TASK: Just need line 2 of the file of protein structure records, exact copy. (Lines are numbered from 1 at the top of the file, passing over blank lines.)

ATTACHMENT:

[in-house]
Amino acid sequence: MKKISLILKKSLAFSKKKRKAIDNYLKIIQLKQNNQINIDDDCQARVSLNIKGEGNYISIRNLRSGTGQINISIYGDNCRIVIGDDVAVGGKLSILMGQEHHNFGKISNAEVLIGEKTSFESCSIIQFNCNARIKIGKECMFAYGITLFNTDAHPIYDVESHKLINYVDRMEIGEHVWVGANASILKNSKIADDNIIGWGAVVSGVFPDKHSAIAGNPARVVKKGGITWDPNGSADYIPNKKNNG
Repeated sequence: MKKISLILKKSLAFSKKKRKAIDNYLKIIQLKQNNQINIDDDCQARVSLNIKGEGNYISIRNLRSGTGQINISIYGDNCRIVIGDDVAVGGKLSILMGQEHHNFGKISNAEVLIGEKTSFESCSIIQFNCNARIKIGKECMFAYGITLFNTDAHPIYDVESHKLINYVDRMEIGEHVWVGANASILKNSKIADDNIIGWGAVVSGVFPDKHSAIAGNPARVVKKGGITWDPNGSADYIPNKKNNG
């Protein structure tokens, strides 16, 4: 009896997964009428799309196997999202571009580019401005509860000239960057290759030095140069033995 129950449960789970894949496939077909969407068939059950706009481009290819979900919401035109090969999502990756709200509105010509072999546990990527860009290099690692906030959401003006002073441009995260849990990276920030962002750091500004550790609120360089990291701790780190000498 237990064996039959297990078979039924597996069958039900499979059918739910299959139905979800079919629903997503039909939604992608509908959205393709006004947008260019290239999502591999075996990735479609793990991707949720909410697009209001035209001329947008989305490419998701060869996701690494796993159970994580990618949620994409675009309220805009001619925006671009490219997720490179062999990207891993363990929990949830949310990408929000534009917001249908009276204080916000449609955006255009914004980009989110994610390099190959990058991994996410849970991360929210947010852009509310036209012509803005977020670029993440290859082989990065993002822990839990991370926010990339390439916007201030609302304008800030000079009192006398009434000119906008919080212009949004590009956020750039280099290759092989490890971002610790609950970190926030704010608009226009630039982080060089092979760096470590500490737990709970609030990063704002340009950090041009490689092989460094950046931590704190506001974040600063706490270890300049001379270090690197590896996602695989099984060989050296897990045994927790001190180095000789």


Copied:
Amino acid sequence: MKKISLILKKSLAFSKKKRKAIDNYLKIIQLKQNNQINIDDDCQARVSLNIKGEGNYISIRNLRSGTGQINISIYGDNCRIVIGDDVAVGGKLSILMGQEHHNFGKISNAEVLIGEKTSFESCSIIQFNCNARIKIGKECMFAYGITLFNTDAHPIYDVESHKLINYVDRMEIGEHVWVGANASILKNSKIADDNIIGWGAVVSGVFPDKHSAIAGNPARVVKKGGITWDPNGSADYIPNKKNNG